Furthermore, since abstinence has failed as family planning method, the use of condom should be encouraged in order to prevent unintended pregnancy (American Academy Pediatrics., 2013).The loss of young adults will adversely affect the overall economic development, since they constitute the bulk of the workforce. Hence, the use of these condoms should be implemented among youths in order to reduce the spread of STIs (Center of disease control, 2005). Furthermore, despite the risks of contracting HIV/AIDS and unintended pregnancy among youth in Cameroon, consistent condom use has remained fairly low. Moreover, estimated condom use among youths at 31%.The vulnerability of Cameroonian Youth to HIV infection and unwanted pregnancy necessitates the development of interventions that reduce sexual risk behaviors. To develop such interventions, knowledge of predictors of consistent condom use is indispensable (Weller et al., 2013).

1.2 Problem statements.

Despite the success of the use of condom as a family planning method, there is still an increase in failure rate especially the female condom. The youths are at high risk of sexually transmitted infections and unintended pregnancy because of little or no parental or administrative prohibition of the importance of condom usage as preventive measures of unintended pregnancy (Sauya et al., 2014).

In Cameroon according to the UNICEF census from 2008 to 2012, the prevalence of condom is usage is 66.5%, which falls far below the WHO minimum target of 90%. Also, Hebernick et al., (2010), concluded that teens need protection because more than 60% of young women and men in Cameroon have had sexual intercourse by the age of 19. Stone et al. (1999) concluded that there is a high probability for young adults to contract sexually transmitted infection and unintended pregnancy of and condoms offer the best protection against these infections.

However, a major difficulty in studying the impact of family background on youth sexuality is that in many African societies culturally entrenched norms and values inhibit discussion of the issue of adolescent sexuality (Sauya et al., 2014). Furthermore, many parents are against teaching of sexually related health issues to their children especially their female children for fear that it will encourage the young to experiment sexually of which it is not true (Darroch et al., 2016).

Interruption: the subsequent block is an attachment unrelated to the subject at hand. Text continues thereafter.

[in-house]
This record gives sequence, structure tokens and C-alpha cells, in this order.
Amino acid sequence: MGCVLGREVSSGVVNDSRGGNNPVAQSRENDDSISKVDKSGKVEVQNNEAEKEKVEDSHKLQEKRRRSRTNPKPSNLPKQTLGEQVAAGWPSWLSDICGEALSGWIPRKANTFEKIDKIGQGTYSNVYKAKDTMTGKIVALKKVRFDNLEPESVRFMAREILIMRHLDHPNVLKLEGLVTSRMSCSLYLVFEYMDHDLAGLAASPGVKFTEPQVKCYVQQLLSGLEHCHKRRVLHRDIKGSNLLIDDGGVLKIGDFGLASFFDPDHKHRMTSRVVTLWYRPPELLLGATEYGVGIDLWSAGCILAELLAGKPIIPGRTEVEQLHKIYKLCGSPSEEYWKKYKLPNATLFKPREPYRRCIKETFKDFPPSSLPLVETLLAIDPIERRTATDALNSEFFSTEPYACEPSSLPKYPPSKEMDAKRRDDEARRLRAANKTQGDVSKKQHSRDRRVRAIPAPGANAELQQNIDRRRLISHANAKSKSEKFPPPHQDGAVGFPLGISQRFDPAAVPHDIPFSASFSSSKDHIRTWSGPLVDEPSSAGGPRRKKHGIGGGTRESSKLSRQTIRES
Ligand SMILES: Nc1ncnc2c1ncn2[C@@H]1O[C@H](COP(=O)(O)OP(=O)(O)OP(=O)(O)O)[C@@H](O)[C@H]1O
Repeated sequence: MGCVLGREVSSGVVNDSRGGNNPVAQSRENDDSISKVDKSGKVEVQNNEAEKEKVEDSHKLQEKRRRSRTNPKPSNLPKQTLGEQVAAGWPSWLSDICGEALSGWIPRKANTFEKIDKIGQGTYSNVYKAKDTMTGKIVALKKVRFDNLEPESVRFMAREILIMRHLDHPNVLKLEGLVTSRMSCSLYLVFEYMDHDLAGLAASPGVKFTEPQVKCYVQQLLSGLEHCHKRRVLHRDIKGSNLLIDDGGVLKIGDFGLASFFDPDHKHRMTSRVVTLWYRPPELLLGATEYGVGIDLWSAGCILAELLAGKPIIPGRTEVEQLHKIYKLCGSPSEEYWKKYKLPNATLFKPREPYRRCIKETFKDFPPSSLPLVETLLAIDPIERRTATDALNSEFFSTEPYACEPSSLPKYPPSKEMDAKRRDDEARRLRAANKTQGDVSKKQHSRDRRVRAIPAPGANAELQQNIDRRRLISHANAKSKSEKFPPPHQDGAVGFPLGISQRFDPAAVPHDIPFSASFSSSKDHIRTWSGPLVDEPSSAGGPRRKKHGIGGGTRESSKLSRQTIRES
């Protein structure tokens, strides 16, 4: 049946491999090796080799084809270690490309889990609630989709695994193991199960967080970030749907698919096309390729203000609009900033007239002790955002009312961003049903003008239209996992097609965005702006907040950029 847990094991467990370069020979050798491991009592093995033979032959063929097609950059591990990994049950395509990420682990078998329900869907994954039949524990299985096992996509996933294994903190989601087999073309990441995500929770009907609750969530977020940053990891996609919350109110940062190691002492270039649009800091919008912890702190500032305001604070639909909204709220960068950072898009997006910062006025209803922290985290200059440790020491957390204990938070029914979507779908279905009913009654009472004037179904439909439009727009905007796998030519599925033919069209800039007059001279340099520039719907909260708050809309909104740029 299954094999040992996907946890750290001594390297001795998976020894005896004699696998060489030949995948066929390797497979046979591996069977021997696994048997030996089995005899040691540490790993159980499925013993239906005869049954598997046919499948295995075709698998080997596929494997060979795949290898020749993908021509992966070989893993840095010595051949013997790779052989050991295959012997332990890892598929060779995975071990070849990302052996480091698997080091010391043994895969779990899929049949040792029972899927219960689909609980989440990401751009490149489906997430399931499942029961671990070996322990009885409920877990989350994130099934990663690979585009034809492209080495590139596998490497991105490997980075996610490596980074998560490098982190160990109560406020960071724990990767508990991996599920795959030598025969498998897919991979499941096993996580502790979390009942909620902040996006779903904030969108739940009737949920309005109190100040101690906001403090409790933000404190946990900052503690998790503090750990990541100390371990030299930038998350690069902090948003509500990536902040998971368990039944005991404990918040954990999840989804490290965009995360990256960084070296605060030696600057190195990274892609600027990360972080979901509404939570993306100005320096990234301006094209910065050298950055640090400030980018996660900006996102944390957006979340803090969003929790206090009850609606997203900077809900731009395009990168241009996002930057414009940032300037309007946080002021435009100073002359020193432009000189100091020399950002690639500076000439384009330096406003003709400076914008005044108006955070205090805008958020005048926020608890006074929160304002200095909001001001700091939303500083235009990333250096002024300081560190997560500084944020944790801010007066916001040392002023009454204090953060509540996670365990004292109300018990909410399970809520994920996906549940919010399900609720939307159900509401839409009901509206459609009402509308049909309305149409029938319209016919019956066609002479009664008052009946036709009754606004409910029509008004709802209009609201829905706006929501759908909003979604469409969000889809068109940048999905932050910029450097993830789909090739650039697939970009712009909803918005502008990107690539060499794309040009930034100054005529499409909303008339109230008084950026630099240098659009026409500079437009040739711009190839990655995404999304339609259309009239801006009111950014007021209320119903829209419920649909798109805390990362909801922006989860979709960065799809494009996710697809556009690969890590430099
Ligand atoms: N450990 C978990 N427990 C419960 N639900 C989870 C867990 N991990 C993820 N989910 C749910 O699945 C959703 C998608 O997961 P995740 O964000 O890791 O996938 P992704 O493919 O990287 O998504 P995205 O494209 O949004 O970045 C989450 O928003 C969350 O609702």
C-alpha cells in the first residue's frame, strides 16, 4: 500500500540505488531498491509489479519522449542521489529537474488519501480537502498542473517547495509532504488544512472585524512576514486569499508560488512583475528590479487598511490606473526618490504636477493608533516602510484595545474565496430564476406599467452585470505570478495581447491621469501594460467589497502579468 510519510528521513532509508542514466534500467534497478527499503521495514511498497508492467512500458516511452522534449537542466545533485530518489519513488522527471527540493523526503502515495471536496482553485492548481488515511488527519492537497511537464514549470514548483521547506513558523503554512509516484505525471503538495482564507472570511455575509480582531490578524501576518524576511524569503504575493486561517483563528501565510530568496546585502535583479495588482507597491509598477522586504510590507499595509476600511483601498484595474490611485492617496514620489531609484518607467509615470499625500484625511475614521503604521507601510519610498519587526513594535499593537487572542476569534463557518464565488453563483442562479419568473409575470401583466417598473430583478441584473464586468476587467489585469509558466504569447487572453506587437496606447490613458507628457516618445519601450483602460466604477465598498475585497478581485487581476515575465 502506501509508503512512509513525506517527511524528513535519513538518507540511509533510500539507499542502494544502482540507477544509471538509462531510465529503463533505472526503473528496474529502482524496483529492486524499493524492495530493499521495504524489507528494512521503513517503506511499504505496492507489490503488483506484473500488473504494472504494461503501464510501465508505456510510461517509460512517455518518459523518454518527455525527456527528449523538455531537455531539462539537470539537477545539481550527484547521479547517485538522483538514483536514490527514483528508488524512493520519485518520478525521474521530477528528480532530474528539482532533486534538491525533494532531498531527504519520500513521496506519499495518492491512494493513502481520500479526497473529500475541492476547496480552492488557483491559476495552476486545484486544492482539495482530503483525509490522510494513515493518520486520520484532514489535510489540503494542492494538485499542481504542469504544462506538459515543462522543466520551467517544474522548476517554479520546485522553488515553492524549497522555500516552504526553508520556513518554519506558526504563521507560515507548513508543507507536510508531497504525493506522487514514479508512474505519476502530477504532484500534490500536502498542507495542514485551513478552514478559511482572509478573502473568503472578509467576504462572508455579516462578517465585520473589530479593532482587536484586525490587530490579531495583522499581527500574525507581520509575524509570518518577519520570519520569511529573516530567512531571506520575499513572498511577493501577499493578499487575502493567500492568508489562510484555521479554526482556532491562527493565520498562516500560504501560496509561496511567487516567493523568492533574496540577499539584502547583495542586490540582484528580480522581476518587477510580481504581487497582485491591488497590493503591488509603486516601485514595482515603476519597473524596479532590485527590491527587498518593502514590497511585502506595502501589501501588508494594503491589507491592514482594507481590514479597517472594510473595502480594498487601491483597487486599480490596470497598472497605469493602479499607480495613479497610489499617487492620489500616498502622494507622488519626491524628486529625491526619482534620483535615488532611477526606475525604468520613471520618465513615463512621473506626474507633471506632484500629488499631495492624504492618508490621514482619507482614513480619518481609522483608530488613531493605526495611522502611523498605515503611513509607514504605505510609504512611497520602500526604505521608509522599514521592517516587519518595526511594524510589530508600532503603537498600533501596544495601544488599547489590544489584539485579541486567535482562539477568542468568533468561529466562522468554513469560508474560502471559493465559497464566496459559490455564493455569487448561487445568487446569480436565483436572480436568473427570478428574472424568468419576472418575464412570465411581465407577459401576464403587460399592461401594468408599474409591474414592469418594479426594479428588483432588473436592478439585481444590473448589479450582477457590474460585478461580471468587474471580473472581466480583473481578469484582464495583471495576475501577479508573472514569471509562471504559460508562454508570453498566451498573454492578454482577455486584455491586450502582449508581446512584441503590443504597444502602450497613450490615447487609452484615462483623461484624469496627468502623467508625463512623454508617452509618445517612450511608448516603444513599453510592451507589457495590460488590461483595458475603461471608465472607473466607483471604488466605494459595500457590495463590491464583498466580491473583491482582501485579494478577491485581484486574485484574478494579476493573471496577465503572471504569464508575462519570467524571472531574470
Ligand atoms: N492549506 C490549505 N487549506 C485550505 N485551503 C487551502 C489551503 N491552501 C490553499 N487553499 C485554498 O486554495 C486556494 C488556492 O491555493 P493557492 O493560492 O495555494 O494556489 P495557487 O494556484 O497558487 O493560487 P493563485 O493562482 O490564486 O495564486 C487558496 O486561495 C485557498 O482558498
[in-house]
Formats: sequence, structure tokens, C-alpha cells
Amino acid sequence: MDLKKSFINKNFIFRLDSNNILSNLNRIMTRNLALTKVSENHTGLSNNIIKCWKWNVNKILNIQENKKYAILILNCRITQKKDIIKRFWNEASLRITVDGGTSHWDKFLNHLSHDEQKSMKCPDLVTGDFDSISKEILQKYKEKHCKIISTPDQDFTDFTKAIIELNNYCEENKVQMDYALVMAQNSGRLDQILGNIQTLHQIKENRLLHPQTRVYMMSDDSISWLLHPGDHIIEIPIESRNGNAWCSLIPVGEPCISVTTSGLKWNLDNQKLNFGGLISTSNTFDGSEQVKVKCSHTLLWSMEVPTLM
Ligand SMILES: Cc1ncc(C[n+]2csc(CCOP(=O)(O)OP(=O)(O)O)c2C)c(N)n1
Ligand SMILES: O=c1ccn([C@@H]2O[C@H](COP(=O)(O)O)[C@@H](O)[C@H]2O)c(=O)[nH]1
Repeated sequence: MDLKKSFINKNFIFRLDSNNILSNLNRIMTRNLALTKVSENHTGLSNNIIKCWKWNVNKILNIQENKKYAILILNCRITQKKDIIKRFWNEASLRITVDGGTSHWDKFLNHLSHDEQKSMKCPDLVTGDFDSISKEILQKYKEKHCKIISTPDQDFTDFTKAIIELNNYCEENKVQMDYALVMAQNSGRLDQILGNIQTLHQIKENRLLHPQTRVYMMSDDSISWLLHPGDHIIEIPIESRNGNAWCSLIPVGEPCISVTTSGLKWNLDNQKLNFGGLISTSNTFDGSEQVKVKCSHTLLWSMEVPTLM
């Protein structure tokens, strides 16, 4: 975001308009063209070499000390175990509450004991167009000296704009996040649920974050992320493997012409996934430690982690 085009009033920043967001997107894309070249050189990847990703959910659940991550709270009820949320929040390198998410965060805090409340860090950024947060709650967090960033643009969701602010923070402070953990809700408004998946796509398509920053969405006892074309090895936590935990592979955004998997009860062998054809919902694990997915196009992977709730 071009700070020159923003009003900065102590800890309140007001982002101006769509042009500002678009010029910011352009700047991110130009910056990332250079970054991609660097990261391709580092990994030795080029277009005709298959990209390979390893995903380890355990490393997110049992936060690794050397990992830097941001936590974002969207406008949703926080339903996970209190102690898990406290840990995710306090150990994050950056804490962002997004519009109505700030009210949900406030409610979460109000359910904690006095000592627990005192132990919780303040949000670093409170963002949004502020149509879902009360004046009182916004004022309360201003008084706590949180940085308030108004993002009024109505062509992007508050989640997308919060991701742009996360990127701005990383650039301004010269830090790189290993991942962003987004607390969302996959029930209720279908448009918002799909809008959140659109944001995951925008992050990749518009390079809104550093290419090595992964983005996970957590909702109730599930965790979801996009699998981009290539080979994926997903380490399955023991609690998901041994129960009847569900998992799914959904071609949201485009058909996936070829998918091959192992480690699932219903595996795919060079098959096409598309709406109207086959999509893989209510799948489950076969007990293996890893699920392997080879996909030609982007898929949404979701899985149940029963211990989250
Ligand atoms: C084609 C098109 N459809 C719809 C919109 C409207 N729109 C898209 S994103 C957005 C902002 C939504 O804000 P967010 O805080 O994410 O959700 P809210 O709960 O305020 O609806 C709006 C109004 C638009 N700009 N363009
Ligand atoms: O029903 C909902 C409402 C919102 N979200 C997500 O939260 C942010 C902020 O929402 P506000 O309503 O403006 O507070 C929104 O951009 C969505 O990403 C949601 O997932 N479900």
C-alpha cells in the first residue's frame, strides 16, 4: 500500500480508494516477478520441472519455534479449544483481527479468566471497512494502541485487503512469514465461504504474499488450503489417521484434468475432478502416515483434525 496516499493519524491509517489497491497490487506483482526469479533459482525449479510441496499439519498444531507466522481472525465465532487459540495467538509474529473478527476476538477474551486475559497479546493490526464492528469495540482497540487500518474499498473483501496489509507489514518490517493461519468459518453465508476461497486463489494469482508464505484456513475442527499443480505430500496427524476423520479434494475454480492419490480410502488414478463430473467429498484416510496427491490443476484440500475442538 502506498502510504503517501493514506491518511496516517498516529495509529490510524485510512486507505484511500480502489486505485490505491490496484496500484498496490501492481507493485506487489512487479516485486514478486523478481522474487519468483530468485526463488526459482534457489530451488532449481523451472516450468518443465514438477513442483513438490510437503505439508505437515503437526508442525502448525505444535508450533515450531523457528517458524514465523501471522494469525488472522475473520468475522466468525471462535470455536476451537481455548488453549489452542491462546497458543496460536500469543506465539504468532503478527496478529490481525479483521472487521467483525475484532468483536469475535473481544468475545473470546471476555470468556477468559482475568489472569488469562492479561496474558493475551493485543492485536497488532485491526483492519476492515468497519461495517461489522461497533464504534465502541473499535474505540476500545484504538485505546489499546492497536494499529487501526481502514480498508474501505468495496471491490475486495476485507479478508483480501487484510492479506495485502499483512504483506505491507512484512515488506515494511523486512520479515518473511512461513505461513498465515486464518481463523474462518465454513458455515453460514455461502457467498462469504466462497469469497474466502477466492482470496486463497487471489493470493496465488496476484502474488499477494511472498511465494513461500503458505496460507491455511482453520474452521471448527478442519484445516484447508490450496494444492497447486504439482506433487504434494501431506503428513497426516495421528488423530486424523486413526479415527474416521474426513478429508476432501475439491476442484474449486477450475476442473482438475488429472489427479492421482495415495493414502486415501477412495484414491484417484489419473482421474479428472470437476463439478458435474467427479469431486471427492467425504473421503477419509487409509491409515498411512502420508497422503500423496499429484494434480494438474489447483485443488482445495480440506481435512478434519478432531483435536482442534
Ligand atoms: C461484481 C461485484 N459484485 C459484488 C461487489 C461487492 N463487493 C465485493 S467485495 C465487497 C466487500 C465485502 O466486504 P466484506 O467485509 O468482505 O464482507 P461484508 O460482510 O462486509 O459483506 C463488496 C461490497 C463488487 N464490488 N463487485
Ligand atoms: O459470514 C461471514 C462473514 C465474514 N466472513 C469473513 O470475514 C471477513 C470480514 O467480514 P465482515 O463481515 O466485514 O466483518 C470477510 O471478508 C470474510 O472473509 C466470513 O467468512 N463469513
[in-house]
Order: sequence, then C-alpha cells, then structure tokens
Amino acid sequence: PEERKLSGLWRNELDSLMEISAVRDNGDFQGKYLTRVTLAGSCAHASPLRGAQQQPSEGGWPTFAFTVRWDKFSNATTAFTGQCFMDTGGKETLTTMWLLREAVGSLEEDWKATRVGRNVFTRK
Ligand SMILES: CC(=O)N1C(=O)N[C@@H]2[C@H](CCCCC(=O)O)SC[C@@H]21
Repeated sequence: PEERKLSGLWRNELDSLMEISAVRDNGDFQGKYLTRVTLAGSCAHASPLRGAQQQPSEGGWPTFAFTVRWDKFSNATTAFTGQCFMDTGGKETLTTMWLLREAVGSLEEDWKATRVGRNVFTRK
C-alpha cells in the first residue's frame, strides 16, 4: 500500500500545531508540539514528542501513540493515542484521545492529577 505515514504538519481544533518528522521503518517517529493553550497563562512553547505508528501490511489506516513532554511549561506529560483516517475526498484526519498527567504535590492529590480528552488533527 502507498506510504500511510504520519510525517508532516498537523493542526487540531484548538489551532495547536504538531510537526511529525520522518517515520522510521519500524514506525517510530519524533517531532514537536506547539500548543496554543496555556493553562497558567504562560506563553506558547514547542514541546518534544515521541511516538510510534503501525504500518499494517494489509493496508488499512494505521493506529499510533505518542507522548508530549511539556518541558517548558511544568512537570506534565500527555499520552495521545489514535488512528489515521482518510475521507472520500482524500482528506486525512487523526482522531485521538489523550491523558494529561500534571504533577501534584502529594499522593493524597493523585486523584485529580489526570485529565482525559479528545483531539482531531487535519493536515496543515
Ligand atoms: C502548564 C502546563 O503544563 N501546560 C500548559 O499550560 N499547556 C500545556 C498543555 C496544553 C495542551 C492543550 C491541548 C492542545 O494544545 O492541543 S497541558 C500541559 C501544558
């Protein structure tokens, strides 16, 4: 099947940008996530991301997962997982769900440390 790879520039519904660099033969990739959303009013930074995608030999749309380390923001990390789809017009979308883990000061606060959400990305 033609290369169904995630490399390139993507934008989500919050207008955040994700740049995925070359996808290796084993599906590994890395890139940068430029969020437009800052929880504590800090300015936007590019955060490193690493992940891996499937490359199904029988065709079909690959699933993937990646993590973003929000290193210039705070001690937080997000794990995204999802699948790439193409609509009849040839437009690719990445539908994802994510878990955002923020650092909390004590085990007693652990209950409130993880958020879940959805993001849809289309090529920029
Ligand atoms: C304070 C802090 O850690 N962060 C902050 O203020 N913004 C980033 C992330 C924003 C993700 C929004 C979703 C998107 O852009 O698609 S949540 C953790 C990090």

A study by Cumber and Tsoka-Gwegweni (2015) in Cameroon revealed that though 90% knew of condoms, only 15.5% knew that it could prevent HIV and the most damming of all, only 6% reported to have used condoms in their last sexual intercourse. Furthermore, Halle-Ekane, (2015) in the Buea Health District South West Region of Cameroon he carryout a study on the prevalence of teen pregnancy which stood at13.32%. Another study in Cameroon by Wirsiy, (2019) revealed that adolescent pregnancy stood at 26% but due to longevity there is an increase trend of teenage pregnancy from 13.32% to 26%.

Moreover, this study will help to explore knowledge and practice on the effective use of condom for dual protection in order to improve its use as a family planning method and reduce the number of unintended pregnancies and sexually transmitted infection which could predispose young women to criminal abortion and even death.

This is not so different from the researcher owns experience of losing a mate during the process of criminal abortion whereby she got pregnant and did want the parents to know that  she was pregnant and decided to abort it of which if she or the boy friend could have used condom consistently and correctly she would have not getting pregnant. It is against this backdrop that the researcher seeks to carry out a research in order to determine the prevalence of condom usage and its associate factor among the youths in the Molyko community.

1.3 Research objective:

This study is aimed at assessing the prevalence of condom usage in the Molyko community.

1.3.1 Specific objectives of the study

  1. To determine the youths’ (18-35) knowledge of the effective use of condoms in the Molyko community.
  2. To determine the prevalence of condom usage amongst youths (18-35) in the Molyko community.
  3. To determine the factors that influence the use of condoms amongst youths (18-35) in the Molyko community.
  4. To identify the consequences of the non-use of condoms in the Molyko community.